ST. PAUL, Minn. -- NFL Commissioner Roger Goodell said after meeting Tuesday with Gov. Mark Dayton and supporters of a Minnesota Vikings stadium that the league will contribute financially to its construction, and that he believes efforts to get the facility built are ensuring the team's future in the state.
"I think the commitment here is to get something done and I think that will ensure the success of the Vikings," said Goodell, after he was asked if he could envision a scenario where the team would leave Minnesota.
The NFL commissioner met early in the morning at the governor's residence with Dayton, legislators sponsoring the stadium bill and state Transportation Commissioner Tom Sorel to talk about the team's partnership with Ramsey County to build a $1.1 billion stadium in suburban Arden Hills. With less than a week left in the legislative session, stadium talks are hung up on the cost of fixing roads near the site and who should pay for it.
Sorel said after the meeting his agency will have a more exact figure on road costs by Wednesday. Dayton and the chief legislative sponsors, Sen. Julie Rosen of Fairmont and Rep. Morrie Lanning of Moorhead, once again firmly stated that the state's share will not exceed $300 million -- and that any road-improvement costs will have to come out of that total.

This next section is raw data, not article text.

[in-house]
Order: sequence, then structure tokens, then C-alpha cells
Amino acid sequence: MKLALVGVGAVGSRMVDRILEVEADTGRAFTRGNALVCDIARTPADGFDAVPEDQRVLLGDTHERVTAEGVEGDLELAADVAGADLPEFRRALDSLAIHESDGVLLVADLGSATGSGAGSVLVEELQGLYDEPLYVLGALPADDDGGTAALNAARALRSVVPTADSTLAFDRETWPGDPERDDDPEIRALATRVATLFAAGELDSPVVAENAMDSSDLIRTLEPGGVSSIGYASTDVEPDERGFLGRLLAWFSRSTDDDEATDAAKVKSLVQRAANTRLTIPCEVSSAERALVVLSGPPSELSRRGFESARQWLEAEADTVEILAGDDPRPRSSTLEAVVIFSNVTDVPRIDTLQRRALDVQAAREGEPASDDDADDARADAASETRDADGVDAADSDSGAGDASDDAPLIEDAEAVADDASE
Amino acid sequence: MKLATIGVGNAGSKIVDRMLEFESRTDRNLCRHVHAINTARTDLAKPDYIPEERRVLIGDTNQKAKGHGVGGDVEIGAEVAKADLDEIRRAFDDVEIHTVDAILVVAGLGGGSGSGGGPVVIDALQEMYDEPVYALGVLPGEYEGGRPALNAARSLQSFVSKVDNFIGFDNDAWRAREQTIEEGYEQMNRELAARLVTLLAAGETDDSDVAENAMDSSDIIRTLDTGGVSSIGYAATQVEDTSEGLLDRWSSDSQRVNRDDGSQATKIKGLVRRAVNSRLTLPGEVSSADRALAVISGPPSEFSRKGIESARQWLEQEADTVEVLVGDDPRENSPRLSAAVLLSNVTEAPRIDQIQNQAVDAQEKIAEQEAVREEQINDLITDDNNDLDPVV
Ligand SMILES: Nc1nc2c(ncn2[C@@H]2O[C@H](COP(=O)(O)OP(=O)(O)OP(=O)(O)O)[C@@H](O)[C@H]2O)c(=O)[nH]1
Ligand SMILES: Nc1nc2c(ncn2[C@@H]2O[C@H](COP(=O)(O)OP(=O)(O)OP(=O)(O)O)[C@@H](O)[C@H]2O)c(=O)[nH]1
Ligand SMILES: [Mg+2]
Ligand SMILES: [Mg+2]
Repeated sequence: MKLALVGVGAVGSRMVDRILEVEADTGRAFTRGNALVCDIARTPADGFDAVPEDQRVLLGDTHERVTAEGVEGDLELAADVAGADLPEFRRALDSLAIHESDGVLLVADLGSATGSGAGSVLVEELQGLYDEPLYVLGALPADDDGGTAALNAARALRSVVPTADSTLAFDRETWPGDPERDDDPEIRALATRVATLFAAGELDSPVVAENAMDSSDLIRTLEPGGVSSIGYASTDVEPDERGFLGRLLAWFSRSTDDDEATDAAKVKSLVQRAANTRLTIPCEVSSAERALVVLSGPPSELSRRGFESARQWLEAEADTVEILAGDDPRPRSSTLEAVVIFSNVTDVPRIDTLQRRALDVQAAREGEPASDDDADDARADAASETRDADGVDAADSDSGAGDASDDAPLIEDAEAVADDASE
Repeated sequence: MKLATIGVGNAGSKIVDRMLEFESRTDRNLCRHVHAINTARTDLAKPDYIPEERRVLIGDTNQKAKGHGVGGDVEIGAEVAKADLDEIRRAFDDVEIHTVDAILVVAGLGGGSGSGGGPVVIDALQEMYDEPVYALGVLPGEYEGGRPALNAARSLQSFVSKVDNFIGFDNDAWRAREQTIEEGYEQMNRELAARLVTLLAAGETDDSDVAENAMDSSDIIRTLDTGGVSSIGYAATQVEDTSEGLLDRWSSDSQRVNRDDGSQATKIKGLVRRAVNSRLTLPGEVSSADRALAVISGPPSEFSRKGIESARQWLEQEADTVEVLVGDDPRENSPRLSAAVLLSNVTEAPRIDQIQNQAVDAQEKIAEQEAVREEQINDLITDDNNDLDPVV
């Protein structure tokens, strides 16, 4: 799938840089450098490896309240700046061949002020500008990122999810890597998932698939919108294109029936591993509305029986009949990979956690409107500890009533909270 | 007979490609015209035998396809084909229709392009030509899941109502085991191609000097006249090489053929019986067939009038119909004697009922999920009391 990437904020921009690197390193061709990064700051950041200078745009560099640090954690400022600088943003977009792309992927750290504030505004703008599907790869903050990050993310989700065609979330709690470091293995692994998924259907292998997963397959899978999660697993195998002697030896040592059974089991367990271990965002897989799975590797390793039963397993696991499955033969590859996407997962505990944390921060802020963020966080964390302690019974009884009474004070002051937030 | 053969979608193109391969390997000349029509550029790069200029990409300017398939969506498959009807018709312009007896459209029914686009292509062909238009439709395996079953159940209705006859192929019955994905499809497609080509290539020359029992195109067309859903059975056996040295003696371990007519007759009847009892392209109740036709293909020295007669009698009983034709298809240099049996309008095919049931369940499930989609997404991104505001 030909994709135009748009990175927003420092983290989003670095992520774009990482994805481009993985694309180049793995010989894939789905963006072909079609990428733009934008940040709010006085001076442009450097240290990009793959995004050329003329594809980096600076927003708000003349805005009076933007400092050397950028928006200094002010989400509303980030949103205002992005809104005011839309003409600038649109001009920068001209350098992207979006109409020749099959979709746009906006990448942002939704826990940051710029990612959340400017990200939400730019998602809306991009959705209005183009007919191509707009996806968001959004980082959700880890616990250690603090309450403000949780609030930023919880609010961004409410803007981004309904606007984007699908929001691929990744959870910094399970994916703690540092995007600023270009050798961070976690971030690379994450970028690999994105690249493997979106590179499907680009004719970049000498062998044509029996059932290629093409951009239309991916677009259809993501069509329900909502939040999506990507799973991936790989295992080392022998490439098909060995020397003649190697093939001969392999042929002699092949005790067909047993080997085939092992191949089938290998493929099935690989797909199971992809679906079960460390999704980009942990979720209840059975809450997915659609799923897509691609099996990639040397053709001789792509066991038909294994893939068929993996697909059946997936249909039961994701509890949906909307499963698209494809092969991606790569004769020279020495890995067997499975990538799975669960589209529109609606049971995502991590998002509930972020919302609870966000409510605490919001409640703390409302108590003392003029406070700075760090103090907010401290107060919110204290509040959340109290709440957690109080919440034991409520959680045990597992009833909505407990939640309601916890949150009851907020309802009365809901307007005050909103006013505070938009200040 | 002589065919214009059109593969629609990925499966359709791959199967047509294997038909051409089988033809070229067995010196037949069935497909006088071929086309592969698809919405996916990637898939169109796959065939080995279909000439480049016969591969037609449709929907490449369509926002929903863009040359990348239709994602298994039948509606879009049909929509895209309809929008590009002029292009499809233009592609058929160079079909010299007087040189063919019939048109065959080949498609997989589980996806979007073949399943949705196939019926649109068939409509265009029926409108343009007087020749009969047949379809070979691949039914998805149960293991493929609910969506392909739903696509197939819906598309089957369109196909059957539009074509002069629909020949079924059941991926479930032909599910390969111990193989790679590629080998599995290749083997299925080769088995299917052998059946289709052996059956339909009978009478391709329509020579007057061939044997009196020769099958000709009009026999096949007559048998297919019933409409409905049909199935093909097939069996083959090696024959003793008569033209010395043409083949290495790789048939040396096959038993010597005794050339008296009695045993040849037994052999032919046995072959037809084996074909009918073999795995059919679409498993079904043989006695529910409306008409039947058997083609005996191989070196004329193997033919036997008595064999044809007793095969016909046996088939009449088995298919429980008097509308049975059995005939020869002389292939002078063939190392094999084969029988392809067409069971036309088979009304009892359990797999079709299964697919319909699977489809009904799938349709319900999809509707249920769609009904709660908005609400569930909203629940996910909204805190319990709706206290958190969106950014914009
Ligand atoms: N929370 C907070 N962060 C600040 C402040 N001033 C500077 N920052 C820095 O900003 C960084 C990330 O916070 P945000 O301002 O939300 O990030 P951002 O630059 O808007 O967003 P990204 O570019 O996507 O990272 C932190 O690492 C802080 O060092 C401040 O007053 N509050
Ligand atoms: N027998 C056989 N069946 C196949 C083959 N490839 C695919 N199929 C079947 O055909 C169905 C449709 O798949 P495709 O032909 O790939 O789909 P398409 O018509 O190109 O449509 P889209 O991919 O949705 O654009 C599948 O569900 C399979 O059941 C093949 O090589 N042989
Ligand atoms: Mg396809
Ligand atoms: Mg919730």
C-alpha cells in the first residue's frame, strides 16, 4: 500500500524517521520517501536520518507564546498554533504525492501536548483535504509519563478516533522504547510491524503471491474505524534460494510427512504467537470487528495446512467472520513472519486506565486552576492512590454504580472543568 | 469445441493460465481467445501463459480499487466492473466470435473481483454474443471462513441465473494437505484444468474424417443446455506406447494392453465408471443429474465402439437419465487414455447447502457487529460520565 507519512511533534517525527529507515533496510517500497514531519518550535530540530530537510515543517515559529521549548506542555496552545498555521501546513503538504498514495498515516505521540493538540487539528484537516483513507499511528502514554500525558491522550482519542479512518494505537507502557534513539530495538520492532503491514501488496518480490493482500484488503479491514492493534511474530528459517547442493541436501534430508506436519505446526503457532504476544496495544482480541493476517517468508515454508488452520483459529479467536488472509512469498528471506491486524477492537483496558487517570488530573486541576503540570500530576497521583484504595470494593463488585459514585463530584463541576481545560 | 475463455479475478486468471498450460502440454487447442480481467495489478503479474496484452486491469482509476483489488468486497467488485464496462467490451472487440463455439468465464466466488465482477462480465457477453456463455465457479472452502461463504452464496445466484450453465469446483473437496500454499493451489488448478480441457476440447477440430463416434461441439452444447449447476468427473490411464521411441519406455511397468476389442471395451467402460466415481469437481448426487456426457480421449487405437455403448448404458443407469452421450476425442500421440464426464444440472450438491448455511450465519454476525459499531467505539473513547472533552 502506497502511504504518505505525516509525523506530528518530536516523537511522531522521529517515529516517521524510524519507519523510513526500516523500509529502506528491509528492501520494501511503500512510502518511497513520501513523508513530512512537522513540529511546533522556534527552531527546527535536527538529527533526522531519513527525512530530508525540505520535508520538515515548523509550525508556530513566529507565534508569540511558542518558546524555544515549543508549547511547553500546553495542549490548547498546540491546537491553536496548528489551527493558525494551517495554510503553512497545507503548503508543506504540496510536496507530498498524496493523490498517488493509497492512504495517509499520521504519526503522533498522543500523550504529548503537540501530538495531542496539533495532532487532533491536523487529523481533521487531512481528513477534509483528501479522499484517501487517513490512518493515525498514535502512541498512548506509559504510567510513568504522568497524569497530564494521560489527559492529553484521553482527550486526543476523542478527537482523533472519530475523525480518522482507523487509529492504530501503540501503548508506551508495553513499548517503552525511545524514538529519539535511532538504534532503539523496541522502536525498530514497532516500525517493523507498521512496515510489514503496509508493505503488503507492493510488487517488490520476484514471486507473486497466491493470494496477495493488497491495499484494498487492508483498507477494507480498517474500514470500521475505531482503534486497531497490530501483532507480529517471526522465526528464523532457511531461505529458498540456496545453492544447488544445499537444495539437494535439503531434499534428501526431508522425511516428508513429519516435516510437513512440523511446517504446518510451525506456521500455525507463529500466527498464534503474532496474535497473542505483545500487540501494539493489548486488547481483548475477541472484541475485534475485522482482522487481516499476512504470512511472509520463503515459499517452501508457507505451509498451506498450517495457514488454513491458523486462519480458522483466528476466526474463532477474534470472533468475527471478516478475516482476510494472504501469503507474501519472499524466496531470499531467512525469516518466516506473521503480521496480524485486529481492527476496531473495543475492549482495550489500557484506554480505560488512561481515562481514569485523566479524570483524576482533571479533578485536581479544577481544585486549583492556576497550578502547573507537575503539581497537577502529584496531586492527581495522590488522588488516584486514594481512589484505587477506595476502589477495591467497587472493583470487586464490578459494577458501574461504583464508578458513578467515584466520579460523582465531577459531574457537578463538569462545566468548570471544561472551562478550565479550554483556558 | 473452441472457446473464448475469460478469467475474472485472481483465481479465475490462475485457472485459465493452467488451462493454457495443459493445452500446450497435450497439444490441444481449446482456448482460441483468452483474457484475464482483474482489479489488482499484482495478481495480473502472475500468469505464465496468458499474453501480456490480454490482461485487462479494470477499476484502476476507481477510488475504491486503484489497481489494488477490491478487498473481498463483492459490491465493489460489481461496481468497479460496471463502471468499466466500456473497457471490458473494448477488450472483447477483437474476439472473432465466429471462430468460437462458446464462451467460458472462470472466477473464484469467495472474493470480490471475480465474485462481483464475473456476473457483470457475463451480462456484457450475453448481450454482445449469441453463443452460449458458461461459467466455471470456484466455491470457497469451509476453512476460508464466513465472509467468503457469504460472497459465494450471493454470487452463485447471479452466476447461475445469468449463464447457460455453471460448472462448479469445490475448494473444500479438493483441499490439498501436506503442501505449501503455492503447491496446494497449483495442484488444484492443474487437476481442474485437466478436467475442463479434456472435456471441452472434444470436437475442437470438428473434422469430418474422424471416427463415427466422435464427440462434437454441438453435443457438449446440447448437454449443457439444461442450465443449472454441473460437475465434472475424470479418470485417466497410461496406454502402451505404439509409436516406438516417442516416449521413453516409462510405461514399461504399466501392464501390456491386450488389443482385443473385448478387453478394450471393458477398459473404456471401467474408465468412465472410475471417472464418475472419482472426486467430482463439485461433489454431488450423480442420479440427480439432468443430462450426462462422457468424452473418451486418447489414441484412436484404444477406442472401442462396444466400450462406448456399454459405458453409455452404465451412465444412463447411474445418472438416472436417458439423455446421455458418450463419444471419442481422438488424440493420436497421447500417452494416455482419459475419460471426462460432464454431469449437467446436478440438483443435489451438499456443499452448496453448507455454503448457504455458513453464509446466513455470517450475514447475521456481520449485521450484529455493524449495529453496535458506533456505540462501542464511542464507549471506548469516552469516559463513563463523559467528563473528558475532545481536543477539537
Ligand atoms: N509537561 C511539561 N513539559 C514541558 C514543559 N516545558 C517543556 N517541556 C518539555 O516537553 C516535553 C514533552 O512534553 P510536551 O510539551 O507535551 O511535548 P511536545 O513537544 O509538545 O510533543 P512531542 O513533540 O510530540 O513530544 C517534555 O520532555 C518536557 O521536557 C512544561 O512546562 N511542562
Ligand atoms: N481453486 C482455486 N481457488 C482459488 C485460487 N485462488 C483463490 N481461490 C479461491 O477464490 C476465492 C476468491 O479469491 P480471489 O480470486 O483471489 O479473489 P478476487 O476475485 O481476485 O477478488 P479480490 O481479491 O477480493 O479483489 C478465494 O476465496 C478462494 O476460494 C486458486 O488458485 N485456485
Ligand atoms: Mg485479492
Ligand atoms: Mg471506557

"We still have work to do in terms of pinning down what are the transportation needs over and above what's already planned," Lanning said. "That is the most important issue."
"Those are discussions that are going on in part based on the types of revenue that can be created," said Goodell, who turned up shortly after his meeting with Dayton at the federal courthouse in Minneapolis where the league is in mediation with the players union over the NFL lockout.
A provision in the stadium legislation at the Capitol will prevent stadium construction from getting underway until the league's labor dispute is settled.
Goodell toured the Arden Hills site on Monday, a former Army ammunition plant about 10 miles northeast of the team's current home at the Metrodome in downtown Minneapolis. Goodell called the site "extraordinary" and "very exciting" and reaffirmed that the team's leadership feels strongly about building there.
With questions still hanging about the total cost of the project, and with Dayton and lawmakers still far apart on how to erase the state's $5 billion state budget deficit, the biggest obstacle facing the stadium plan at the Capitol is time. Lawmakers must adjourn their regular session by next Monday at midnight -- though the unresolved budget dispute threatens to force a special session that could give lawmakers more time to work on the stadium too.
"Where there's a will there's a way and yes, anything is possible," Dayton said.
Copyright 2011 by The Associated Press